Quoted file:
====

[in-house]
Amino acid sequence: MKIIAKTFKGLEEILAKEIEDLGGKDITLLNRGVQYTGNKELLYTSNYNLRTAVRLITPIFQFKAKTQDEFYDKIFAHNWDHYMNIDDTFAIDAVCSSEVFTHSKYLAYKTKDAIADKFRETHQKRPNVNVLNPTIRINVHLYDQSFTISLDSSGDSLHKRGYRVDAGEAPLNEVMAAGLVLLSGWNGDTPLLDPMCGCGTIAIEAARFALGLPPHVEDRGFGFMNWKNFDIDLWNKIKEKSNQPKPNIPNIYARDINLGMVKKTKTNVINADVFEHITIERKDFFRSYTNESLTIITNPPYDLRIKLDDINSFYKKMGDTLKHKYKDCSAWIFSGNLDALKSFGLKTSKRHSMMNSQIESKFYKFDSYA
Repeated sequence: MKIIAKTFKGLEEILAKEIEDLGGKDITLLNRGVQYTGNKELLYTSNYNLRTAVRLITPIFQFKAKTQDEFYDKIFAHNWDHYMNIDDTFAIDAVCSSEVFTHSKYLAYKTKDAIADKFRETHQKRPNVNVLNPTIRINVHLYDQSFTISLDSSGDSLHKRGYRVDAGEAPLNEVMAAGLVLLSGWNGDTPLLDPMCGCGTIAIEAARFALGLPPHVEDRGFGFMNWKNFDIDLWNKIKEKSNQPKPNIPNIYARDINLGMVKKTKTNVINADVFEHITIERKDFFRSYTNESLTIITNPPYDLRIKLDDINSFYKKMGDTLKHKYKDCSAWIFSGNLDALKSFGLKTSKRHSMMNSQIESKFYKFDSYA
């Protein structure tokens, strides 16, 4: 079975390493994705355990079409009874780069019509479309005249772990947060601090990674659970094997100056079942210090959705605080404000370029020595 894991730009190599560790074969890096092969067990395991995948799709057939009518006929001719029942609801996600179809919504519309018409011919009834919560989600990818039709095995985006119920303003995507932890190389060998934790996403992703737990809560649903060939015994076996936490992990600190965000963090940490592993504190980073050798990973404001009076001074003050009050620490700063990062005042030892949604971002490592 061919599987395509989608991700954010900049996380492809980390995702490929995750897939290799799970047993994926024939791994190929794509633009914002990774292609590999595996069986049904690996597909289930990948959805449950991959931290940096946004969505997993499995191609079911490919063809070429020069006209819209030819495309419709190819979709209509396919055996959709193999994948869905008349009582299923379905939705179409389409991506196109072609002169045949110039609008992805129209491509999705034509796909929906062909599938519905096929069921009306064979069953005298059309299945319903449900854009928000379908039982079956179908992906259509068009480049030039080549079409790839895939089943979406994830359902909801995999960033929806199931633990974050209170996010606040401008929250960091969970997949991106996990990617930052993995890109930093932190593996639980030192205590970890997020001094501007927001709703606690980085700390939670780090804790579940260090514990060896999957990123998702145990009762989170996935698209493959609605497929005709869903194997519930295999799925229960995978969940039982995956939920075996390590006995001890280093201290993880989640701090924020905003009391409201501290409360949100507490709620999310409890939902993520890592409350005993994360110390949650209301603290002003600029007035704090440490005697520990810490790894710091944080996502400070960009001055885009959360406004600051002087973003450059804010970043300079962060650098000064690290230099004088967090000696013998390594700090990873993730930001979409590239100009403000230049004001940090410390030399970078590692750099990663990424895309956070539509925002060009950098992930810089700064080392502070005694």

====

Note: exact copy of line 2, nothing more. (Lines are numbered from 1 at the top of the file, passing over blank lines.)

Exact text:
Amino acid sequence: MKIIAKTFKGLEEILAKEIEDLGGKDITLLNRGVQYTGNKELLYTSNYNLRTAVRLITPIFQFKAKTQDEFYDKIFAHNWDHYMNIDDTFAIDAVCSSEVFTHSKYLAYKTKDAIADKFRETHQKRPNVNVLNPTIRINVHLYDQSFTISLDSSGDSLHKRGYRVDAGEAPLNEVMAAGLVLLSGWNGDTPLLDPMCGCGTIAIEAARFALGLPPHVEDRGFGFMNWKNFDIDLWNKIKEKSNQPKPNIPNIYARDINLGMVKKTKTNVINADVFEHITIERKDFFRSYTNESLTIITNPPYDLRIKLDDINSFYKKMGDTLKHKYKDCSAWIFSGNLDALKSFGLKTSKRHSMMNSQIESKFYKFDSYA